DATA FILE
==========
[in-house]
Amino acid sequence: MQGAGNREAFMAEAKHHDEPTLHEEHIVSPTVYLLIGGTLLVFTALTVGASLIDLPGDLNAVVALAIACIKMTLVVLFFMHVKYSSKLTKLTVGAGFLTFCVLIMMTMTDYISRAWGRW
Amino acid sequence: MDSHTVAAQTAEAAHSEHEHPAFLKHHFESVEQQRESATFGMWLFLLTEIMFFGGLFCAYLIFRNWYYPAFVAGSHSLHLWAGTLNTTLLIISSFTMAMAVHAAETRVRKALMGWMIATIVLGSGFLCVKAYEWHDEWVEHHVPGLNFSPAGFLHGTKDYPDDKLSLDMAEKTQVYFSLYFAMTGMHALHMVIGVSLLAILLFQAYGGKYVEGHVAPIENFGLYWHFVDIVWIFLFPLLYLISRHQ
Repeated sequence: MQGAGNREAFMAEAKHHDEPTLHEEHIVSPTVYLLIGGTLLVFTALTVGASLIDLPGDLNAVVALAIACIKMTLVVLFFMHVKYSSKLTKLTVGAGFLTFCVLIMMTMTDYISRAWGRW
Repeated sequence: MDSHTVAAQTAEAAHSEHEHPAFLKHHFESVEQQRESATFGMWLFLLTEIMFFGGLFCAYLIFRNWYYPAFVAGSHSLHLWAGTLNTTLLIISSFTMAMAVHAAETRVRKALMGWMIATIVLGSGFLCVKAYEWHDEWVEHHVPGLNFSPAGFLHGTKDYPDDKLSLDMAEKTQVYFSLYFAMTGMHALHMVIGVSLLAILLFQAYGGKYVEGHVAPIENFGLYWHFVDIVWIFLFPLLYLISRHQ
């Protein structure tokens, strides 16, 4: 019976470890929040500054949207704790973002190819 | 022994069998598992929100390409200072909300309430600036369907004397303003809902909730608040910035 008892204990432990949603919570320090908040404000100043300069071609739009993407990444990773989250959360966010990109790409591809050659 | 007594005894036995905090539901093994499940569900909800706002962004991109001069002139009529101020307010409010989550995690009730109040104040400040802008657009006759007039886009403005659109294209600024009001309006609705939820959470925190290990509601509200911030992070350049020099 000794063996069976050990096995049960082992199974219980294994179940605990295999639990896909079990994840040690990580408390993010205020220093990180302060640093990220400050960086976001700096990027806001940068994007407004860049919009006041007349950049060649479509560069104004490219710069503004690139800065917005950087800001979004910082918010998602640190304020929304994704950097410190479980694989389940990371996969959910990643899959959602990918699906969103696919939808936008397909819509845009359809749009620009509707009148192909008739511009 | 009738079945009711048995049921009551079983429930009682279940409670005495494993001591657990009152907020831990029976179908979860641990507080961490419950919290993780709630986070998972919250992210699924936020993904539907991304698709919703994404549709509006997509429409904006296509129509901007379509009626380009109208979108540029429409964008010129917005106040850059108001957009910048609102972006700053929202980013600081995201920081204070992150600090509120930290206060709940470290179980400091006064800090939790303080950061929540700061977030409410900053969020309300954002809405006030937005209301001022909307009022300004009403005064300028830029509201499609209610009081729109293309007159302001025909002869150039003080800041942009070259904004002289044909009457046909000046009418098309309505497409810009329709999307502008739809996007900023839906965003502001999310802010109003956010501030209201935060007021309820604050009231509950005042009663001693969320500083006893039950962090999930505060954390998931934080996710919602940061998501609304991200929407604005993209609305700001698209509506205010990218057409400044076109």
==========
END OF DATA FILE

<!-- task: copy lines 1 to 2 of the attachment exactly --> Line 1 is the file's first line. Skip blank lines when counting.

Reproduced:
[in-house]
Amino acid sequence: MQGAGNREAFMAEAKHHDEPTLHEEHIVSPTVYLLIGGTLLVFTALTVGASLIDLPGDLNAVVALAIACIKMTLVVLFFMHVKYSSKLTKLTVGAGFLTFCVLIMMTMTDYISRAWGRW